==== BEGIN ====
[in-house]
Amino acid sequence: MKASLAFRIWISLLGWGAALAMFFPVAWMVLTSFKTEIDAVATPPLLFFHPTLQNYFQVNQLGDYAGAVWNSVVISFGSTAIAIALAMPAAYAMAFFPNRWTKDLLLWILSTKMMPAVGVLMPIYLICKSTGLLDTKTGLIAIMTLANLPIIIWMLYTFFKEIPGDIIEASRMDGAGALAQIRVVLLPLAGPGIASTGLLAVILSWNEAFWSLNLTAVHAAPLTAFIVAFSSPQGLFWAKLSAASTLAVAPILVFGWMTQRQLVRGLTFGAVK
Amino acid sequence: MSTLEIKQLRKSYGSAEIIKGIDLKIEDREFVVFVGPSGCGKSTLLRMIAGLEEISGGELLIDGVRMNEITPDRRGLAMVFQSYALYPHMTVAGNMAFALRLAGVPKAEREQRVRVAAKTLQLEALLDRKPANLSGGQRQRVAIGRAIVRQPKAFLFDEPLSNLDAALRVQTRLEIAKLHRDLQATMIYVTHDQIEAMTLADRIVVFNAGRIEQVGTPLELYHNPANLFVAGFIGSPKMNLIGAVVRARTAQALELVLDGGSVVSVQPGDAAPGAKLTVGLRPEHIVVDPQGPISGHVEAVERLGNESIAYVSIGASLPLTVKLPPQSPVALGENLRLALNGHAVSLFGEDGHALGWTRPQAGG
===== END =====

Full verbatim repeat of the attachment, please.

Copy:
[in-house]
Amino acid sequence: MKASLAFRIWISLLGWGAALAMFFPVAWMVLTSFKTEIDAVATPPLLFFHPTLQNYFQVNQLGDYAGAVWNSVVISFGSTAIAIALAMPAAYAMAFFPNRWTKDLLLWILSTKMMPAVGVLMPIYLICKSTGLLDTKTGLIAIMTLANLPIIIWMLYTFFKEIPGDIIEASRMDGAGALAQIRVVLLPLAGPGIASTGLLAVILSWNEAFWSLNLTAVHAAPLTAFIVAFSSPQGLFWAKLSAASTLAVAPILVFGWMTQRQLVRGLTFGAVK
Amino acid sequence: MSTLEIKQLRKSYGSAEIIKGIDLKIEDREFVVFVGPSGCGKSTLLRMIAGLEEISGGELLIDGVRMNEITPDRRGLAMVFQSYALYPHMTVAGNMAFALRLAGVPKAEREQRVRVAAKTLQLEALLDRKPANLSGGQRQRVAIGRAIVRQPKAFLFDEPLSNLDAALRVQTRLEIAKLHRDLQATMIYVTHDQIEAMTLADRIVVFNAGRIEQVGTPLELYHNPANLFVAGFIGSPKMNLIGAVVRARTAQALELVLDGGSVVSVQPGDAAPGAKLTVGLRPEHIVVDPQGPISGHVEAVERLGNESIAYVSIGASLPLTVKLPPQSPVALGENLRLALNGHAVSLFGEDGHALGWTRPQAGG